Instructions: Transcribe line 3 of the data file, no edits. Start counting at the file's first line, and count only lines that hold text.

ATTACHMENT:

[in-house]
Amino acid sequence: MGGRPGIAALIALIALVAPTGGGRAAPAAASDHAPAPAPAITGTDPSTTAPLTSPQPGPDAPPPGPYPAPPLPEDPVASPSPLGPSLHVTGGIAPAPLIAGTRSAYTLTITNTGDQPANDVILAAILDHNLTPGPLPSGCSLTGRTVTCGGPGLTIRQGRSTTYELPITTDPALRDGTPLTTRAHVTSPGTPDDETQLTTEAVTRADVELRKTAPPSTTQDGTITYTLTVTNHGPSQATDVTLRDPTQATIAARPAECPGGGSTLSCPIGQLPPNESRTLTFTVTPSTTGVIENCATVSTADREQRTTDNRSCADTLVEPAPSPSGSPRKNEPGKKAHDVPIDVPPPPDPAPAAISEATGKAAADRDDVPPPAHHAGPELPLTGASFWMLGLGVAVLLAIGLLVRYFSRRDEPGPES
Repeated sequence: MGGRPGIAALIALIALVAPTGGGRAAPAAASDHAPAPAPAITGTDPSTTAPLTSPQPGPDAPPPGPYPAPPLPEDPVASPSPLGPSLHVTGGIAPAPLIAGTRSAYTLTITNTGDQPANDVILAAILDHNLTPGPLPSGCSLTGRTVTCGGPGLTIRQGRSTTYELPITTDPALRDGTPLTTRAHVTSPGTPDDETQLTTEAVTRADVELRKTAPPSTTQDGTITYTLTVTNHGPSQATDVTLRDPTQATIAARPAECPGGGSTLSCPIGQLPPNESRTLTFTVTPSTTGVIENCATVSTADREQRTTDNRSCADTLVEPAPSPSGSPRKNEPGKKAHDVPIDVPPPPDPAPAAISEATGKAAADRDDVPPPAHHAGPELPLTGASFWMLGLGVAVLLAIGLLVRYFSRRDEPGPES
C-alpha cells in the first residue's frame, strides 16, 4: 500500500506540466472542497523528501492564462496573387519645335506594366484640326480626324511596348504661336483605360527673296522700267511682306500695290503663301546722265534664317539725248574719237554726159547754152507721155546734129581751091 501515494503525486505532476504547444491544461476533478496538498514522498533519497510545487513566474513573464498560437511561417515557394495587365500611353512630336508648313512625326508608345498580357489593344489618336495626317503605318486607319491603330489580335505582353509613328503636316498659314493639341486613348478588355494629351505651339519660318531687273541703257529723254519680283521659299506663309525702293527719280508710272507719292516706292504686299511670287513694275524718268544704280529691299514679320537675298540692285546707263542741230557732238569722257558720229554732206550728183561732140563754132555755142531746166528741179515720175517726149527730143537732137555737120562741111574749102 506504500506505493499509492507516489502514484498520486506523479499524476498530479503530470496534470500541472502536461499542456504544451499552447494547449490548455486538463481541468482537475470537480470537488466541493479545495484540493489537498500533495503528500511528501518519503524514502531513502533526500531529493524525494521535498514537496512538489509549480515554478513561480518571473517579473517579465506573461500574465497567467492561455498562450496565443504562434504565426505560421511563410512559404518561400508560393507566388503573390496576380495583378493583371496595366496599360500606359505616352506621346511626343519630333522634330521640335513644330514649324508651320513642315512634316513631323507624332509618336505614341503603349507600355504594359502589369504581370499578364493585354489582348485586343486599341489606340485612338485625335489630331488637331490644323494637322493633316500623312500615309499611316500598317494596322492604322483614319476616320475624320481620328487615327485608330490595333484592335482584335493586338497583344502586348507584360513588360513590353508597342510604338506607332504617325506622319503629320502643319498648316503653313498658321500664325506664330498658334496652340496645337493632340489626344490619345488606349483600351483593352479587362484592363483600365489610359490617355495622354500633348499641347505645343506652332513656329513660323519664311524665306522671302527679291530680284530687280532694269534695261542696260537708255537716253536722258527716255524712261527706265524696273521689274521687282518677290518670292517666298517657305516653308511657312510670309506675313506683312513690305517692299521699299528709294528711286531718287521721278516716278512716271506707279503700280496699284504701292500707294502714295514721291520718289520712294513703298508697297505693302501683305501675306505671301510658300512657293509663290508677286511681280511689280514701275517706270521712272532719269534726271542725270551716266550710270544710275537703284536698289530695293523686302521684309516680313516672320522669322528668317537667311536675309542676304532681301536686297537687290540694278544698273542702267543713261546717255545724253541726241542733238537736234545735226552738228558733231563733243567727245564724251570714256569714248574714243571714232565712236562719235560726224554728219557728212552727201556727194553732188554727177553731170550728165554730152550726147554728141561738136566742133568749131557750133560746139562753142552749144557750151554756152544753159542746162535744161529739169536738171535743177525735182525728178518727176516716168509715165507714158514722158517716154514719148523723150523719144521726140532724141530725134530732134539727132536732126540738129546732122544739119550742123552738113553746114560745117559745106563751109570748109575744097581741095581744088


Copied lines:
Repeated sequence: MGGRPGIAALIALIALVAPTGGGRAAPAAASDHAPAPAPAITGTDPSTTAPLTSPQPGPDAPPPGPYPAPPLPEDPVASPSPLGPSLHVTGGIAPAPLIAGTRSAYTLTITNTGDQPANDVILAAILDHNLTPGPLPSGCSLTGRTVTCGGPGLTIRQGRSTTYELPITTDPALRDGTPLTTRAHVTSPGTPDDETQLTTEAVTRADVELRKTAPPSTTQDGTITYTLTVTNHGPSQATDVTLRDPTQATIAARPAECPGGGSTLSCPIGQLPPNESRTLTFTVTPSTTGVIENCATVSTADREQRTTDNRSCADTLVEPAPSPSGSPRKNEPGKKAHDVPIDVPPPPDPAPAAISEATGKAAADRDDVPPPAHHAGPELPLTGASFWMLGLGVAVLLAIGLLVRYFSRRDEPGPES